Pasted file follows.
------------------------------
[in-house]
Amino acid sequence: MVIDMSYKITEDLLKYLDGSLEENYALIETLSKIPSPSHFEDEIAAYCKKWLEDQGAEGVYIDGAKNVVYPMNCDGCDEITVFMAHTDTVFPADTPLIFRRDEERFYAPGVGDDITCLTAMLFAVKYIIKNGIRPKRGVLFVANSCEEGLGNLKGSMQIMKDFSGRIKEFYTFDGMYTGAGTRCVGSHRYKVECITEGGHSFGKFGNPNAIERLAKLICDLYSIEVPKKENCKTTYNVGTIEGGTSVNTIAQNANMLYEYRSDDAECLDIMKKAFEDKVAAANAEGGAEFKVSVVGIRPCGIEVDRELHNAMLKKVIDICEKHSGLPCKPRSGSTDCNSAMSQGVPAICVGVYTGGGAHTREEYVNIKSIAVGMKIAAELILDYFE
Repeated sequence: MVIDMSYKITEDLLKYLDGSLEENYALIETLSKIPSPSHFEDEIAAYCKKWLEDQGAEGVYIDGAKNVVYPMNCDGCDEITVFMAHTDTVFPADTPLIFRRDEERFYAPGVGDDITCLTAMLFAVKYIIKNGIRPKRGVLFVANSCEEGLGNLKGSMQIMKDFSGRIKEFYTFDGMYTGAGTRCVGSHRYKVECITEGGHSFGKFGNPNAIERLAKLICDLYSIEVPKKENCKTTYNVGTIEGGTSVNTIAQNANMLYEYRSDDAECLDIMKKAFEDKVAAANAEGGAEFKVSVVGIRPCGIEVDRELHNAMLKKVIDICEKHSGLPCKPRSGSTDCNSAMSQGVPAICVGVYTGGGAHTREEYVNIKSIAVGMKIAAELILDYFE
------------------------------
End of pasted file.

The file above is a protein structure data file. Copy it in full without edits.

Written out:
[in-house]
Amino acid sequence: MVIDMSYKITEDLLKYLDGSLEENYALIETLSKIPSPSHFEDEIAAYCKKWLEDQGAEGVYIDGAKNVVYPMNCDGCDEITVFMAHTDTVFPADTPLIFRRDEERFYAPGVGDDITCLTAMLFAVKYIIKNGIRPKRGVLFVANSCEEGLGNLKGSMQIMKDFSGRIKEFYTFDGMYTGAGTRCVGSHRYKVECITEGGHSFGKFGNPNAIERLAKLICDLYSIEVPKKENCKTTYNVGTIEGGTSVNTIAQNANMLYEYRSDDAECLDIMKKAFEDKVAAANAEGGAEFKVSVVGIRPCGIEVDRELHNAMLKKVIDICEKHSGLPCKPRSGSTDCNSAMSQGVPAICVGVYTGGGAHTREEYVNIKSIAVGMKIAAELILDYFE
Repeated sequence: MVIDMSYKITEDLLKYLDGSLEENYALIETLSKIPSPSHFEDEIAAYCKKWLEDQGAEGVYIDGAKNVVYPMNCDGCDEITVFMAHTDTVFPADTPLIFRRDEERFYAPGVGDDITCLTAMLFAVKYIIKNGIRPKRGVLFVANSCEEGLGNLKGSMQIMKDFSGRIKEFYTFDGMYTGAGTRCVGSHRYKVECITEGGHSFGKFGNPNAIERLAKLICDLYSIEVPKKENCKTTYNVGTIEGGTSVNTIAQNANMLYEYRSDDAECLDIMKKAFEDKVAAANAEGGAEFKVSVVGIRPCGIEVDRELHNAMLKKVIDICEKHSGLPCKPRSGSTDCNSAMSQGVPAICVGVYTGGGAHTREEYVNIKSIAVGMKIAAELILDYFE